Four arrests, $50 million in assets seized, and dozens of domains and servers belonging to MegaUpload, the file transfer website, were taken into custody by the United States federal authorities earlier today. The unsealed documents, generated two weeks ago by a grand jury in Virginia, were opened today.
How convenient that it was a day after the widespread internet protest against the American SOPA and PIPA bills. The piracy case against Megaupload started two years ago. The website is one of the largest anonymous data transfer sites, with subscriptions and free options. It generates about $175 million in income a year and per the New York Times, causes an estimated $500 million in damage to copyright holders.
The site’s founder Kim Dotcom (born Kim Schmitz) was arrested in New Zealand. Seven people are being targeted by the grand jury indictment with “Mega Conspiracy.” (Which might be known as megaconspiracy.com after all this?) A total of four of the seven are currently under arrest, the other three remain at large.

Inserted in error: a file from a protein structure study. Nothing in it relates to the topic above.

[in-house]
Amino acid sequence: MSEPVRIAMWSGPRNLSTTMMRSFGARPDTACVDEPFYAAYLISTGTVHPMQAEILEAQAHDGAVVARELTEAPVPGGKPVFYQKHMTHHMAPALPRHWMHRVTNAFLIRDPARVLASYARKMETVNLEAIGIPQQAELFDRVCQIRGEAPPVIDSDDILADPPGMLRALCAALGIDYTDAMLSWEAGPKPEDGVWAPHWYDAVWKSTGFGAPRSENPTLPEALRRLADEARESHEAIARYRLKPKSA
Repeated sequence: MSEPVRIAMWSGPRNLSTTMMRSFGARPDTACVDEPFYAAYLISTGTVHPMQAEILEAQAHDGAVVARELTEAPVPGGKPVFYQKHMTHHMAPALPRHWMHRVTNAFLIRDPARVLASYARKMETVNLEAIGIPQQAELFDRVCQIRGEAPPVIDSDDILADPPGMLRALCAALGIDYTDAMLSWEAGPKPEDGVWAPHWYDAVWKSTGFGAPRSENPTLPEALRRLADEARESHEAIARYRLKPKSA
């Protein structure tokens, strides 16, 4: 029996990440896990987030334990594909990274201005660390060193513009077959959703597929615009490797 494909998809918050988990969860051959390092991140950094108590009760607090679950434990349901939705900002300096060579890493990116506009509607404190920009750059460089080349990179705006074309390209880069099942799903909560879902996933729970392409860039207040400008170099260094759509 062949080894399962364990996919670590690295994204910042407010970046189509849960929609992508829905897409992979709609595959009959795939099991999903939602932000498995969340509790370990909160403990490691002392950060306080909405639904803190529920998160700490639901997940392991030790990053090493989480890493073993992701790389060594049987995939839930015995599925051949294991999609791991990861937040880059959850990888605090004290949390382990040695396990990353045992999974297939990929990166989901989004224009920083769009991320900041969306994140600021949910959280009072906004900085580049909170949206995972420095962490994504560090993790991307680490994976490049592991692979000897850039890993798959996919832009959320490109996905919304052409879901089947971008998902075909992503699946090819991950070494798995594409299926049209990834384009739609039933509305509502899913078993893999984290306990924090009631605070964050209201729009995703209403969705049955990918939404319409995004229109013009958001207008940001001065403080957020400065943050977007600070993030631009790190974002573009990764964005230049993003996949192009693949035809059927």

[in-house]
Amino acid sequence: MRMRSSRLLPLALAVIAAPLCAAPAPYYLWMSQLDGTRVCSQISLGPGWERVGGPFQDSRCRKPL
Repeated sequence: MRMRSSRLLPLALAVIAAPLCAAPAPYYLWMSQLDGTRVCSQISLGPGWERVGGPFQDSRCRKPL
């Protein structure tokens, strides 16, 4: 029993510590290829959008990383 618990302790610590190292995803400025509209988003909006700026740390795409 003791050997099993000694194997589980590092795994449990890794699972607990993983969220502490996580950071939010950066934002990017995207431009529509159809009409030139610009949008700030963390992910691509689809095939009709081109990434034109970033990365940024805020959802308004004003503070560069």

In retaliation of this action against Megaupload, Anonymous has worked on taking down the Motion Picture Association of America (MPAA) website, the Department of Justice (DOJ) website and the Recording Industry Association of America (RIAA) website with targeted DDoS attacks.
Several other sights have been targeted, like the US Copyright Office site, record label BMI and French copyright authority HADOPI. This may or may not be the best course of action after the January 18th protest; however, it does once again show the solidarity of the internet in a different way.
More on this to surely come later.